15. says

    Mike Devx: Thought I had nothing more to say, but I do.

    You didn’t actually say anything more.  Reasonably people who listen to his words will have little doubt as to his position on anthropocentric global warming. 

    Claude Lorius: “And that’s when we wrote, almost 30 years ago now: if we emit greenhouse gases, it’s going to get warmer. And that’s exactly what’s happening now.”
    http://www.youtube.com/watch?v=iRRX1aBlJwY

    We provided information above on other scientists on the list, David Hodell and Gerald H. Haug. Here’s a couple more.

    Paul Mayewski: Greenhouse gases are raising global temperatures, therefore raising the likelihood of disease and climate calamities.
    http://www.superconsciousness.com/topics/environment/interview-dr-paul-mayewski

    Maureen Raymo: “everything I’ve learned about the dynamism of the planet’s climate places me, like most all of my colleagues, strongly in the camp that says we need to take preventive action to keep the planet from warming further. I am extremely concerned that we’ve made such large changes in the composition of our atmosphere with so little understanding of the consequences. The path we are on is completely anomalous to anything that has gone before.”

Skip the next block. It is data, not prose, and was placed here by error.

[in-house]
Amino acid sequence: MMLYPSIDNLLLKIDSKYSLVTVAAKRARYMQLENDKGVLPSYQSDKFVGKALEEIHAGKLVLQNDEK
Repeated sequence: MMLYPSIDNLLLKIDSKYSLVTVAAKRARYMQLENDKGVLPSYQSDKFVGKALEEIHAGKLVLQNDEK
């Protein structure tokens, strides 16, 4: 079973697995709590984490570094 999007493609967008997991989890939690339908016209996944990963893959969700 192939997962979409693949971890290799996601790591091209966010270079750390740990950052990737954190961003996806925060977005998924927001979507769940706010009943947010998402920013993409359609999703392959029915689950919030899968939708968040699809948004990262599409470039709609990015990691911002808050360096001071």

http://www.grist.org/article/2010-07-13-paleoclimatologist-sea-levels-greenland-ice-rise/PALL/print

  16. abc says

    Mike wrote:

    “This concerns the cap and trade system instituted across about eight New England states.
    I ran out of time, I’m only about half-way through *it*.  Perhaps I have a better bullshit detector than many people, but my BS detector started ringing early, and it got so loud and so frequent as I kept reading that I’m surprised my neighbors weren’t at my door, begging me to please tone things down.  What a load of horsecrap!
    If this report is what passes as an “objective study” these days, we are all in very serious trouble indeed.  Perhaps the second half is better than the first.  What I’ve read so far is just laughable.  Remember, here we’re at the “second tier” – above the science itself, in the area of policy implementation by the Z-Team’s beloved “centralized planners”.  And here is where all the serious problems lie for me, where we as individuals get actively harmed by these people.”

    Here’s the thing:  you need to state why it is horsecrap.  Otherwise, it isn’t a very useful comment or criticism.